• Records can be used, for example, to document traceability  and to provide evidence of verification   preventive action  and corrective action  
    • Generally records need not be under revision control. 

    Quality policy : 

    • Overall intention and direction of an organization  related to quality  as formally expressed by top management 
    • Generally the quality policy is consistent with the overall policy of the organization and provides a framework for  the setting of quality objectives   
    • Quality management principles presented in this international standard can form a basis for the establishment of a quality policy.  

    Quality Objective: 

    • Something sought or aimed for, related to quality 
    • Quality objectives are generally based on the organization’s quality policy  
    • Quality objectives are generally specified for relevant functions and levels in the organization  

    Continual improvement : 

    • Recurring activity to increase the ability to fulfill requirements  
    • The process  of establishing objectives and finding opportunities for improvement is a continual process through the use of audit findings  and audit conclusions  analysis of data, management reviews  or other means and generally leads to corrective action  or preventive action.  

    Corrective action :  

    • Action to eliminate the cause of a detected nonconformity   or other undesirable situation.
    • There can be more than one cause for a nonconformity. 
    • Corrective action is taken to prevent recurrence whereas preventive action   is taken to prevent occurrence. 
    • There is a distinction between correction  and corrective action. 
    • Preventive action  action to element the cause of a potential nonconformity   or other undesirable potential situation. 
    • There can be more than one cause for a potential nonconformity.
    • Preventive action is taken to prevent occurrence whereas corrective action s taken to prevent recurrence. 
    • Inspection determination of one or more characteristics  according to a procedure  Verification confirmation through the provision of objective evidence  that specified requirements  have been fulfilled. 
    • The term “verified” is used to designate the corresponding status. 
    • Confirmation can comprise  activities such as 
    • Performing alternative calculations, 
    • Comparing a new  design specification  with a similar proven design specification.
    • Undertaking tests   and demonstrations, and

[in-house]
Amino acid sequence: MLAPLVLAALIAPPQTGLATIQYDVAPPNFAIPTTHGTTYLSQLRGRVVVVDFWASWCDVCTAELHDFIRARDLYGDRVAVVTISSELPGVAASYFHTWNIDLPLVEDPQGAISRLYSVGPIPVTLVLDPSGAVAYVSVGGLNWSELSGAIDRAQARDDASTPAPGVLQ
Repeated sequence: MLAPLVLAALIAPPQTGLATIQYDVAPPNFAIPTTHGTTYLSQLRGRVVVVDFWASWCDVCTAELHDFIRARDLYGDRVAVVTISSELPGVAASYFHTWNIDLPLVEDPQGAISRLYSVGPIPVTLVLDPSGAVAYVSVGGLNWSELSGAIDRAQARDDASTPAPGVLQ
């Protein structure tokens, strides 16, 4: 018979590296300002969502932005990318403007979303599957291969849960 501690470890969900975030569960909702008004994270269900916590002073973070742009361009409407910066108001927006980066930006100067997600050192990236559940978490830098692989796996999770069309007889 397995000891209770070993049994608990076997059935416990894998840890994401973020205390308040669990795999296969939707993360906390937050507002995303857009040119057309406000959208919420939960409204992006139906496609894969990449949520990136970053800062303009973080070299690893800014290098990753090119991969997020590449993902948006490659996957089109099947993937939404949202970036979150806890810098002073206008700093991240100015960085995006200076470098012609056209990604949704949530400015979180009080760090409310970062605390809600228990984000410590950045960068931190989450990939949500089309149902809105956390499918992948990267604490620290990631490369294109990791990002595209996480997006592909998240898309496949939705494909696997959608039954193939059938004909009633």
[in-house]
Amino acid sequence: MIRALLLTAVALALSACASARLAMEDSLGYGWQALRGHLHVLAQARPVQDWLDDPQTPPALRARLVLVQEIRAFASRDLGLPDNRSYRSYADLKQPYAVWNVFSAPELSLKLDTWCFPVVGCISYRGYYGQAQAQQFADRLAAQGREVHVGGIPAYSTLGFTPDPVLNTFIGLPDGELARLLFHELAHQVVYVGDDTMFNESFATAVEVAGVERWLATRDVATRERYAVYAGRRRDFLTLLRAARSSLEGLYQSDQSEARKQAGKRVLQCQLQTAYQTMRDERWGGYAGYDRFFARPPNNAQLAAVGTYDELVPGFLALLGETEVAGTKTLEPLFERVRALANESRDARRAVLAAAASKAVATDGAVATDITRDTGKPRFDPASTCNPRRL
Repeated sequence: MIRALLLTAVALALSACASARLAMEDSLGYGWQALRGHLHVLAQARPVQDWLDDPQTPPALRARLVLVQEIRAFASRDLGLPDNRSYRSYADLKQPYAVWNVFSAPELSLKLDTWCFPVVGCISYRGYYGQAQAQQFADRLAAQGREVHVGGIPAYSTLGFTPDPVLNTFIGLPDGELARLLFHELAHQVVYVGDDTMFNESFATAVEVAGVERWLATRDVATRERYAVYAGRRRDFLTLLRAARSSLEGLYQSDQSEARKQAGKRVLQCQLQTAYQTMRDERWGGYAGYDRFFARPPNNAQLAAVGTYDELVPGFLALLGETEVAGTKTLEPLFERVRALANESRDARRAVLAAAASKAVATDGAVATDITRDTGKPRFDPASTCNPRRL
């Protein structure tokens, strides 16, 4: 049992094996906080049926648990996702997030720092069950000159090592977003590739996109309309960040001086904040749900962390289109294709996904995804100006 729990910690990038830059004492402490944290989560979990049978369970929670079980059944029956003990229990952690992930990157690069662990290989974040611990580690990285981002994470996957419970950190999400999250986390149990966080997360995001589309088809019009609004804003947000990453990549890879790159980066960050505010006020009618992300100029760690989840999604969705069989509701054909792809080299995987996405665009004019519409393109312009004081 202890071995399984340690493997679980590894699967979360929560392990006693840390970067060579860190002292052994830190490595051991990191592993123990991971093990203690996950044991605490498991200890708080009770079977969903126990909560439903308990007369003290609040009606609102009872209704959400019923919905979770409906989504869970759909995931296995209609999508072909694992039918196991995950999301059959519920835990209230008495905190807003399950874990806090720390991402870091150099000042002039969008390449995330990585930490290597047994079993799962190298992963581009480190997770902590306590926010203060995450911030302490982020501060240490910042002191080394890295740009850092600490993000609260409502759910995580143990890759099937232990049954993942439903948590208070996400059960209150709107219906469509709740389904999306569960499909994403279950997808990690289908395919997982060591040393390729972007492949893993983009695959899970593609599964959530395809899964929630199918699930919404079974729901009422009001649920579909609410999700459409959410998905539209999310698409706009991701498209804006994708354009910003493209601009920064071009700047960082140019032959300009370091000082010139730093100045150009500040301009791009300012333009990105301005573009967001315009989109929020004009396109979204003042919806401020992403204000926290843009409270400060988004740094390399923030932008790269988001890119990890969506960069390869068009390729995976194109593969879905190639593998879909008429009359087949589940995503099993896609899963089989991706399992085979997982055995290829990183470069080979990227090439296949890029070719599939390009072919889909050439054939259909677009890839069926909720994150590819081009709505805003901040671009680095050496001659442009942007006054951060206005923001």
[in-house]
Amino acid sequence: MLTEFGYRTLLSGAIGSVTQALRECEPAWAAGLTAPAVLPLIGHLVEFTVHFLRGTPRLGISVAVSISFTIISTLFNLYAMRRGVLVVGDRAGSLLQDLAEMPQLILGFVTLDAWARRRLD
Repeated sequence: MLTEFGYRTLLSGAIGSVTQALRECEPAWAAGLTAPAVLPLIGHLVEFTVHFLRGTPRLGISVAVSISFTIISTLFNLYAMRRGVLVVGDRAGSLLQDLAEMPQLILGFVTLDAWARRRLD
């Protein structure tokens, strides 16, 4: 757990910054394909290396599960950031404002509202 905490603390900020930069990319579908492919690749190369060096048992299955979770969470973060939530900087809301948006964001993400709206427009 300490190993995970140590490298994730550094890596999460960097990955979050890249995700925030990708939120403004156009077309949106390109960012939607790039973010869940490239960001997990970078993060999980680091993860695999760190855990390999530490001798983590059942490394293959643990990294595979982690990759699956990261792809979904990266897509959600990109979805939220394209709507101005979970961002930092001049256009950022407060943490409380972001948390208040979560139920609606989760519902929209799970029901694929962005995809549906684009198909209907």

• Reviewing documents prior to issue. •Validation  confirmation, through the provision of objective evidence  that the requirements  for a specific intended use or application have been fulfilled.
    • The term “validated” is used to designate the corresponding status. 
    • The use conditions for validation can be real or simulated. 


    What is the purpose of ISO?

    The purpose of ISO is to develop and promote international standards that can help organizations of all types and sizes to achieve their objectives and improve their operations. ISO standards cover a wide range of areas, from quality management to environmental management, and they provide a framework for best practices that can help organizations to become more efficient, effective, and competitive.

    Who can benefit from ISO standards?

    ISO standards can benefit a wide range of organizations, including businesses, government agencies, non-profit organizations, and academic institutions. Any organization that wants to improve its operations, reduce risks, enhance its reputation, or comply with legal or regulatory requirements can benefit from implementing ISO standards.

    How are ISO standards developed?

    ISO standards are developed by experts from around the world who participate in technical committees and working groups. These experts represent a wide range of stakeholders, including industry associations, government agencies, consumer groups, and academic institutions. ISO standards are developed through a consensus-based process that involves public consultation and peer review.

    What are the benefits of ISO certification?

    ISO certification can provide a number of benefits for organizations, including:
    1. Improved quality of products or services
    2. Enhanced customer satisfaction
    3. Increased operational efficiency
    4. Better risk management
    5. Improved regulatory compliance
    6. Enhanced reputation and credibility
    7. Access to new markets and business opportunities

    Can ISO standards be used internationally?

    Yes, ISO standards are designed to be used internationally. ISO is a global organization that develops standards that can be used in any country, and ISO standards are recognized and accepted by governments, industry associations, and other stakeholders around the world. This means that organizations that implement ISO standards can benefit from improved operations and increased opportunities for international trade and cooperation.